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Repairing The Tattered Congressional Spine


(Photo of tattered spine via timsamoff.)

***Note:  For any of our readers in the  Spencer, MA area, please do not drink water from your tap.  Turn on the news or local radio and get further information about a taint in the water supply immediately.  Thanks.***

It has been quite a day of Congressional activity today — Goodling use immunity vote and subpoena issuance vote both passed in the House Judiciary.  A vote for a subpoena for Sara Taylor (Rove's deputy in the WH political office) passed in the Senate judiciary.  A vote for subpoenas for the head of the RNC, the RNC e-mails that should have gone through the WH servers, and a vote for a subpoena for Condaleeze Rice all passed in the House Government Oversight Committee, after what seemed like a lifetime of attempts at amendments, stalling, and a whole lot of foot stomping from the GOP side of the aisle. 

Funniest moment of the day for me was watching Rep. Dan Burton argue with a straight face that "the Clintons did it, too," in a nasal indignant whine — and all I could think about was the Socks the Cat Mailing List investigation and that watermelon shooting.  As an aside, the Republicans in the House have apparently decided that ranking member Tom Davis has been ineffective at putting any brakes on Henry Waxman's full steam ahead approach to desperately needed oversight.  They deployed an irritatingly mouthy triumvarate of Reps. Burton, Mica and Issa to bluster their way through the hearing — which made it a bit of a slog for viewers, I have to say.  More here from the AP, via the NYTimes, which concludes with:

The barrage of subpoenas is an example of the Democrats' newfound power and the plethora of White House business from which they have to choose after six years of a Republican majority that did virtually no executive branch oversight.

That "virtually no executive branch oversight" phrasing truly is the understatement of the day. The formerly GOP-controlled Congress functioned as a rubber stamp parliament for the Bush Administration. But those days are over.

From the WaPo:

Republican leaders call it a "partisan witch hunt." But Democratic lawmakers, and even some Republicans, say it is an overdue return to their constitutional role of executive-branch oversight.

Since Democrats assumed control of Congress in January, they have hired more than 200 investigative staffers for key watchdog committees. They include lawyers, former reporters and congressional staffers who left oversight committees that had all but atrophied during the six years that the GOP controlled Congress and the White House. They have already begun a series of inquiries on subjects ranging from allegations of administration meddling in federal scientists' work on global warming and the General Services Administration's alleged work for Republican campaigns to how disproved claims that Iraq had purchased nuclear material from Niger evolved into a case for war….

Quietly, a cadre of seasoned investigators have been training inexperienced staffers in the nuts and bolts of holding the executive branch's feet to the fire. Every month, about 30 staff members attend workshops held on the Hill by the nonprofit Project on Government Oversight. The topics have included a crash course on government contracts, investigating private companies, and earlier this month, "Working with Insiders and Whistleblowers."…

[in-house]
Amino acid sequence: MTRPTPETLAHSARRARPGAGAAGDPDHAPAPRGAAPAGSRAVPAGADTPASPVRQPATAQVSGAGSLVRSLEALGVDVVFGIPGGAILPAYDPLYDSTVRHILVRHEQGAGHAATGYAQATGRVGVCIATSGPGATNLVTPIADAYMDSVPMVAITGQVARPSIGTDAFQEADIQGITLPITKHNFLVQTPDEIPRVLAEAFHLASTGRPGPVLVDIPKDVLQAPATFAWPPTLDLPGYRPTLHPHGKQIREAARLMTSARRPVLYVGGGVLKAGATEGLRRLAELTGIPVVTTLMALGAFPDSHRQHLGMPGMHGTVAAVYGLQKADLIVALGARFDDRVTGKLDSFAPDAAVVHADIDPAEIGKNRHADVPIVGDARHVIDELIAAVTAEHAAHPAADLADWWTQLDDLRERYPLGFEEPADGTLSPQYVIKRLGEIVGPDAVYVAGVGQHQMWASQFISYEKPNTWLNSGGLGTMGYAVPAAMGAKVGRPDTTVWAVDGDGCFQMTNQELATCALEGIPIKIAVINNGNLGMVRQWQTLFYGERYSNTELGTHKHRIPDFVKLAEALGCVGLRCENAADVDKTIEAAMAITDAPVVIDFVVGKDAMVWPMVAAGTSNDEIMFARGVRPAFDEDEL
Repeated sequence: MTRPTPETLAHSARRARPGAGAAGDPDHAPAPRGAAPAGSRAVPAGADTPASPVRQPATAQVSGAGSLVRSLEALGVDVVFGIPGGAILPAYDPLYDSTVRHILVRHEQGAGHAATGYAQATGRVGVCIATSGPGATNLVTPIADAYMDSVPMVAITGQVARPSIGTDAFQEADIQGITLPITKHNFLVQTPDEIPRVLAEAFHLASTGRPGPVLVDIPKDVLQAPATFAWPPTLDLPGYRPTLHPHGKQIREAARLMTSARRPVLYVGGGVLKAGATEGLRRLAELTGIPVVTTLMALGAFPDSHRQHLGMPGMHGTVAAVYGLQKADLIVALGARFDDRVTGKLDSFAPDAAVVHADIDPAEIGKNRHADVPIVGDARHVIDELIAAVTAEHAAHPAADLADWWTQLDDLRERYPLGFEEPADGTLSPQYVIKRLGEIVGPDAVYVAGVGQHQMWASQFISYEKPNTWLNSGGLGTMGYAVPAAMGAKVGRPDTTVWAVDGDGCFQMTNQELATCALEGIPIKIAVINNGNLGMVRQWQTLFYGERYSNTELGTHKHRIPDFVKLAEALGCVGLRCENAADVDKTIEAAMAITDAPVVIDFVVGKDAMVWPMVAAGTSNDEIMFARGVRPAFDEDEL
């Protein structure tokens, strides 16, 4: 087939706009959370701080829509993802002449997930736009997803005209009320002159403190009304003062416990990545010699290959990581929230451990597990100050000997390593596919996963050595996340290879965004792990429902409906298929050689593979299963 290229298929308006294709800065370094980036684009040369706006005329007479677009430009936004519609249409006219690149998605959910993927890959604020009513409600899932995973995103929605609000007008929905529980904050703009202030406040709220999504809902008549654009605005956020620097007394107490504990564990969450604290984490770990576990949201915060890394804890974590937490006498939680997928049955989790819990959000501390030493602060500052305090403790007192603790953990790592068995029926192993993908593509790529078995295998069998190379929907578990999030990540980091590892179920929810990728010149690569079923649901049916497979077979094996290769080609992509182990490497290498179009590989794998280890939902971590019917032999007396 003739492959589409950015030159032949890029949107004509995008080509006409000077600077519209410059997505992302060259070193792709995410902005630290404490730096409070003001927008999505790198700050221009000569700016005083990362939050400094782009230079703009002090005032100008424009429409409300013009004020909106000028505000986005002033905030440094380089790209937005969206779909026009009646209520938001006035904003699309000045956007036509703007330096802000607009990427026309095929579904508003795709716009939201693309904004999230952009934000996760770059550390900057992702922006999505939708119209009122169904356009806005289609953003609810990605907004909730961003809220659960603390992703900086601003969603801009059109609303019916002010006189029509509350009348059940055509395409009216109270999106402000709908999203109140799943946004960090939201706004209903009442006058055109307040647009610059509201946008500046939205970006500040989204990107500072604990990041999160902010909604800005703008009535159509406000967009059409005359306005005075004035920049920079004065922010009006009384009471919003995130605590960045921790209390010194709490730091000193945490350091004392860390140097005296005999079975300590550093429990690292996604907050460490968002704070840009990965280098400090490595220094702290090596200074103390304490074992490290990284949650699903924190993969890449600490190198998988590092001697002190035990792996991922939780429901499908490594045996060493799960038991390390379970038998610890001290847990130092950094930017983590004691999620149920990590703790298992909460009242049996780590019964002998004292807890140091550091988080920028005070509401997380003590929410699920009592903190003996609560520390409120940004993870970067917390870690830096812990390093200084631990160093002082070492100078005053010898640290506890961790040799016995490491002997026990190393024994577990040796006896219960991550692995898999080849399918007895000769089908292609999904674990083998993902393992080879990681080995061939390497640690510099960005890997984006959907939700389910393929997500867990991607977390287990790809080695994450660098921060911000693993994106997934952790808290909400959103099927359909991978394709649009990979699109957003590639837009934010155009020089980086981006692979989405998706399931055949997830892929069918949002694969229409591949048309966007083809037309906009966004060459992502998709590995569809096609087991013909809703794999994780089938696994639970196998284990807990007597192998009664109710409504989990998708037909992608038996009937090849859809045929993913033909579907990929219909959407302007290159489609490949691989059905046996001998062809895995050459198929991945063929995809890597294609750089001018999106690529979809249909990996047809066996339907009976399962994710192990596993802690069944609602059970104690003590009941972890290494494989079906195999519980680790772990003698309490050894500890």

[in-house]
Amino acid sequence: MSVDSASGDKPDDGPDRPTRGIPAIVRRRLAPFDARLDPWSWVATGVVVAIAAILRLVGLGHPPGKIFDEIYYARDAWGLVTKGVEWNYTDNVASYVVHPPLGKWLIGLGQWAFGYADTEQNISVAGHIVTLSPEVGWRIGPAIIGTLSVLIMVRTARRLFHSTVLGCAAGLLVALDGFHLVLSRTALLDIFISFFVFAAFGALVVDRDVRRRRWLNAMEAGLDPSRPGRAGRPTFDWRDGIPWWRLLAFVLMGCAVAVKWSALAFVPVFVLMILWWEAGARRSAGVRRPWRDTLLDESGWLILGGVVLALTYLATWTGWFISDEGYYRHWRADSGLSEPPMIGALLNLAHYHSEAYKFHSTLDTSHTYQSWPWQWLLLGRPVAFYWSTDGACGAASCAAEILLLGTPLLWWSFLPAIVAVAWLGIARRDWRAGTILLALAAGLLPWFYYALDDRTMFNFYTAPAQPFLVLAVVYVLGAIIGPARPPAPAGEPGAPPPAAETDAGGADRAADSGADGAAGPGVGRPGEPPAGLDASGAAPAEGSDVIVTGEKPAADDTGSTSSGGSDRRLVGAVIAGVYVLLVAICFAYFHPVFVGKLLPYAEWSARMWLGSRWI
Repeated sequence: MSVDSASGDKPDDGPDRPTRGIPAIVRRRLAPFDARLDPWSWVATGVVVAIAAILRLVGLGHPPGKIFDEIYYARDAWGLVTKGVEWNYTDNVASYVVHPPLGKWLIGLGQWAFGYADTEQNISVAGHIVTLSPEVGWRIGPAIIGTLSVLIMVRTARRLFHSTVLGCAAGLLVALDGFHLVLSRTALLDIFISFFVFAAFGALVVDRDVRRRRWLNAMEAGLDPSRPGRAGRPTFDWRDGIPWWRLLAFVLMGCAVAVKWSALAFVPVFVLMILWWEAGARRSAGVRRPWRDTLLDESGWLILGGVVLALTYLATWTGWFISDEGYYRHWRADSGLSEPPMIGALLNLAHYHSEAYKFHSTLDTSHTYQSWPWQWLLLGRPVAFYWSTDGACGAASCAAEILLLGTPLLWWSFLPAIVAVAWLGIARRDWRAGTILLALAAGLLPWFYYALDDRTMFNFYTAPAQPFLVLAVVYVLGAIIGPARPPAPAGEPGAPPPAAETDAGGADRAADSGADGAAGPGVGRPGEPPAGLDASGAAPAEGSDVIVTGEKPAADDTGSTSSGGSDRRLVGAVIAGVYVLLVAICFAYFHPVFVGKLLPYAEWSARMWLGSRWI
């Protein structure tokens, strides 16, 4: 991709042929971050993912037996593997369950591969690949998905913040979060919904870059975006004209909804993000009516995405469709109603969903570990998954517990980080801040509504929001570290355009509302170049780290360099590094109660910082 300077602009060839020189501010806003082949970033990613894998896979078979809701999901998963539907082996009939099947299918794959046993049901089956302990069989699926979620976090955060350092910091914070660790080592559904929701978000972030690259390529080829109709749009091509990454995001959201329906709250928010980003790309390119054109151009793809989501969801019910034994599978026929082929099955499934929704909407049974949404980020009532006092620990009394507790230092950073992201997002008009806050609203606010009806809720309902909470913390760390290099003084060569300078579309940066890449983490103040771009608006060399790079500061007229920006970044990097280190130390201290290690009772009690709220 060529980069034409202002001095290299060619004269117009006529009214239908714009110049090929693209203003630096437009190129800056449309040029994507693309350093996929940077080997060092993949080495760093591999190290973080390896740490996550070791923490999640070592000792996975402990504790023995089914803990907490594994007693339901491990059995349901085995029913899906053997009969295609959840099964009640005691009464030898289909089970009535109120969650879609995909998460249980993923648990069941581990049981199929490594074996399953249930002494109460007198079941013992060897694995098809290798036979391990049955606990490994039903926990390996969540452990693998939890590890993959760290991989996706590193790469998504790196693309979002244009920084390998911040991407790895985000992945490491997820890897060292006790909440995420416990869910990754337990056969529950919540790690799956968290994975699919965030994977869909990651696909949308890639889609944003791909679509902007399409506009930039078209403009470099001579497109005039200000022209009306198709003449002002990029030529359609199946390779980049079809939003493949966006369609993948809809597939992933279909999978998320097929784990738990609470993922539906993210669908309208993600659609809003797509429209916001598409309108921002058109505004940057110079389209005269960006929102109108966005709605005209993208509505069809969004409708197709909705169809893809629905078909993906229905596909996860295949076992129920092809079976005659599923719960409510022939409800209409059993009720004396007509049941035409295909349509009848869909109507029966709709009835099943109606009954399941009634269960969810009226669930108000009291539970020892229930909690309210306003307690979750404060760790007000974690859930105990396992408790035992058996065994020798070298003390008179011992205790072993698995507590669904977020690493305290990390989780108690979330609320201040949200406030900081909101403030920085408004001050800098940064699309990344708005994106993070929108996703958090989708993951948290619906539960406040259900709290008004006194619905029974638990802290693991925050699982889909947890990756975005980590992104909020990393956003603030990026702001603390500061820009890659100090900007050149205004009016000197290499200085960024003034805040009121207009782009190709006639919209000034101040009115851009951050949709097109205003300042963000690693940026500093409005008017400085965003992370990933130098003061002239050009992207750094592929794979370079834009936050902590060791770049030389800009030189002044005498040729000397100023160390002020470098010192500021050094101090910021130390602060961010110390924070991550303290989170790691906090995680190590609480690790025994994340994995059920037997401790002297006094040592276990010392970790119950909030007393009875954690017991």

But one of the biggest challenges is deciding what issue to dig into next, before the biggest spate of investigations in years is pushed off center stage by a heavy legislative agenda and the presidential primary season.

"Figuring out what priorities should be, particularly on committees that have not fulfilled their oversight function, is a big issue," a House staffer said. "There may be committees out there that haven't issued subpoenas in six years." But not for long, he said. (emphasis mine)

It is well past time that the tattered Congressional spine saw some repairs and some restoration to its mandate of legislation and oversight — it is only with the checks and balances functioning that we see any accountability from the executive branch.  And I cannot think of an executive branch more in need of some accountability than the Bush Administration.  Hello, sunshine.

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Christy Hardin Smith

Christy Hardin Smith

Christy is a "recovering" attorney, who earned her undergraduate degree at Smith College, in American Studies and Government, concentrating in American Foreign Policy. She then went on to graduate studies at the University of Pennsylvania in the field of political science and international relations/security studies, before attending law school at the College of Law at West Virginia University, where she was Associate Editor of the Law Review. Christy was a partner in her own firm for several years, where she practiced in a number of areas including criminal defense, child abuse and neglect representation, domestic law, civil litigation, and she was an attorney for a small municipality, before switching hats to become a state prosecutor. Christy has extensive trial experience, and has worked for years both in and out of the court system to improve the lives of at risk children.

Email: reddhedd AT firedoglake DOT com